If Apple does indeed reach a deal to acquire Beats Electronics and announce it this week as expected, the clock is once again counting down to offer up your take on the whole scenario before it’s actually official. Steve Jobs’ biographer Walter Isaacson got that opportunity earlier this week thanks in part to Dan Lyons of Fake Steve Jobs fame; Isaacson told Lyons he believes the expected $3.2 billion acquisition by Apple is all about creating a world class video service led by Beats’ co-founder Jimmy Iovine.

But when you think about Beats and what the company has to offer for Apple, the subscription music service launched by the company in January earlier this year comes to mind. Spotify, of course, dominates in this space as seen by the company’s announcement today that they now have 10 million paid subscribers and 40 million active users.

That severely dominates Beats Music which is believed to half less than a quarter of a million subscribers (although Spotify is about 6 years more mature than the Beats Music service).

Billboard today interviewed Daniel Ek, Spotify’s CEO and co-founder, and asked specifically about the expected Apple acquisition of Beats Electronics. When asked what the deal means for Spotify, Ek declined to offer much take considering the deal has yet to actually be announced by either party:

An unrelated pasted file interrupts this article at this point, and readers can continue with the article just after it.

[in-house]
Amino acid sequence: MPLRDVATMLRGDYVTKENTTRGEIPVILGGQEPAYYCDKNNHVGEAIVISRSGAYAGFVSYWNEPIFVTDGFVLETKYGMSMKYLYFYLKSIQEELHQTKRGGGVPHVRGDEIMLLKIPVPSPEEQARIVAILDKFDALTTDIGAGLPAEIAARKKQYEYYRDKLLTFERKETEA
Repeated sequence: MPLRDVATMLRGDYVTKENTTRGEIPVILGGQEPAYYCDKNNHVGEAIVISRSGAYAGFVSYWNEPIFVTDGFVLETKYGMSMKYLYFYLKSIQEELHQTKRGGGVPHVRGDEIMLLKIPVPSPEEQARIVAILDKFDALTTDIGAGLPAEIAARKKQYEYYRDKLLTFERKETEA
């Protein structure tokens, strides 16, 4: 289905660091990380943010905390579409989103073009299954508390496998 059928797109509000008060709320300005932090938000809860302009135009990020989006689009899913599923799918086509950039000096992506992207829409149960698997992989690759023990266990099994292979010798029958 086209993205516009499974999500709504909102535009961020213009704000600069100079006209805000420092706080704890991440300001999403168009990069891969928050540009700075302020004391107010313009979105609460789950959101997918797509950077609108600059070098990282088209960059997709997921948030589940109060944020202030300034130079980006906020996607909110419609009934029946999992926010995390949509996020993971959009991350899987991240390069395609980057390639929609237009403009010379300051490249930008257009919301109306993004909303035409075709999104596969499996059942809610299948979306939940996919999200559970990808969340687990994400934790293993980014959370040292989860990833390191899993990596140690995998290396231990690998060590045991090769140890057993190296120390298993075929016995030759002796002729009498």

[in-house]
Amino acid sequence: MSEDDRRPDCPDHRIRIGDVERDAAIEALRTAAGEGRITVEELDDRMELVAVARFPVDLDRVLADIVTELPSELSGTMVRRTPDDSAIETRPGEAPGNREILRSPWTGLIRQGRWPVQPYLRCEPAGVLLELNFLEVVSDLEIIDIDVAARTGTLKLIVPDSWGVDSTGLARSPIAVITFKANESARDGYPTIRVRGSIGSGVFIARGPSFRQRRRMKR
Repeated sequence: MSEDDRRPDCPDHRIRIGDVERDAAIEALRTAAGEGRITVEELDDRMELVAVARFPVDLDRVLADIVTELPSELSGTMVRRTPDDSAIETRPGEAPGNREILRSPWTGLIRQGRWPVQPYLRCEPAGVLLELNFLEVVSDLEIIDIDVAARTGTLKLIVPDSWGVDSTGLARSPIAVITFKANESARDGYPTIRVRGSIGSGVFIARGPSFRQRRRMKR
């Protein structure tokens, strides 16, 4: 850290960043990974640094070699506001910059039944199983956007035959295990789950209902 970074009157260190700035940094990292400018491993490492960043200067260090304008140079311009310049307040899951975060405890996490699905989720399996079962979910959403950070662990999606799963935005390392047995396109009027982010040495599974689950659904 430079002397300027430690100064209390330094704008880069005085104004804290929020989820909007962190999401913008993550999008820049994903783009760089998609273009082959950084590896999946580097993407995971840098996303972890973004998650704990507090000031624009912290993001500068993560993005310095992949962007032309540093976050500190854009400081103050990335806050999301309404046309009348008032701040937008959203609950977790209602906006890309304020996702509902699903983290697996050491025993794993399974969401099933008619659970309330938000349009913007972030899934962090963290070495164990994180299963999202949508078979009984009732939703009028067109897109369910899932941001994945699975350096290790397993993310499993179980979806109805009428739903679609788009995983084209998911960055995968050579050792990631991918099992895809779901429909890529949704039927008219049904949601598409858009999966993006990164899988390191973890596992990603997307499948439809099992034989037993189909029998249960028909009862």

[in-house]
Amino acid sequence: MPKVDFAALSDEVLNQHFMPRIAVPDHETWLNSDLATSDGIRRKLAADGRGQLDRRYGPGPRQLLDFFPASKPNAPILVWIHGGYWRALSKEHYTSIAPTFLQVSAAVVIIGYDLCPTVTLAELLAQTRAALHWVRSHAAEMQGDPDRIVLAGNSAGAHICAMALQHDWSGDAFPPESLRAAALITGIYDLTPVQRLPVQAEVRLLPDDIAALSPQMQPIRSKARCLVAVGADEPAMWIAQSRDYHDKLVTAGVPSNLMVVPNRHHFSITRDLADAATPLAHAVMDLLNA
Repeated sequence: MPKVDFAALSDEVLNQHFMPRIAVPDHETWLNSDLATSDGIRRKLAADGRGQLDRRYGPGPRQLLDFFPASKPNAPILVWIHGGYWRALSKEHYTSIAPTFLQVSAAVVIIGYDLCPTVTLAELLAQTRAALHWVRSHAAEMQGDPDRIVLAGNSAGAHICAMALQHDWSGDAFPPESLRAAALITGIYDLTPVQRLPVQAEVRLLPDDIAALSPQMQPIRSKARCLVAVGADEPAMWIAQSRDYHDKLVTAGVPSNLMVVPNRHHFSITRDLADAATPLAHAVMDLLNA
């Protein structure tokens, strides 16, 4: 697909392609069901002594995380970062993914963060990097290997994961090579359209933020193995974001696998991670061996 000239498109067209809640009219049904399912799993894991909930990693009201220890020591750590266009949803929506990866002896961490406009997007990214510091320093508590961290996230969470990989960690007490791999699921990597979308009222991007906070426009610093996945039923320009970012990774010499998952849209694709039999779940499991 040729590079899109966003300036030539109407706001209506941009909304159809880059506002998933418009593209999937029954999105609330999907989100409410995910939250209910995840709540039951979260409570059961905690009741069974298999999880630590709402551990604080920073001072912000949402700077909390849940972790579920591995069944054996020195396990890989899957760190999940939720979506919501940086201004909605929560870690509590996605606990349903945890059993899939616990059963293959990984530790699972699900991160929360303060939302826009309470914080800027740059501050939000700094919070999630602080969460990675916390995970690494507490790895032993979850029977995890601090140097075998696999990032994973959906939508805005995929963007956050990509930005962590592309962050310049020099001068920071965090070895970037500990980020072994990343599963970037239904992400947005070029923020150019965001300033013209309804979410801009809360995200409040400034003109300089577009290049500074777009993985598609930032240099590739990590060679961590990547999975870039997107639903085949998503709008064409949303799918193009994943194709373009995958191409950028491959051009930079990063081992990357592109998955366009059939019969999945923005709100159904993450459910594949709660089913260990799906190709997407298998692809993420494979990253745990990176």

There has been a lot of people speculating on the news and what it means. I don’t know. I don’t like speculating about things that haven’t happened.

Ek did comment, though, when asked if Apple buying a streaming service would mean more people would support music subscriptions than before or if it would mean the two companies would just be more competitive for the same customers.

The one thing I can say – we know streaming is the better model in music and we’ve said that for over 5 years — when everyone else said it wasn’t the case. I’ve always assumed Apple would offer a streaming service at some point – but we’re focusing on building the best possible product and feel pretty good about that.

Ek went on to point out that Spotify is a single product focused on its music subscription service and expressed his view that people distinguish that between products that are bundled in with something else. Ek doesn’t come right out and say it, but it’s possible he’s referencing Apple’s iTunes Radio service which comes pre-installed with iOS 7 and iTunes 11.

Users know the difference between something that really is the best product and not something that’s just bundled in – and 10 million subs is a good indication of that. We’re not fighting over market share here. The music industry is still smaller than it should be. And in the UK, we’re seeing that streaming (and we) are already growing the overall pie.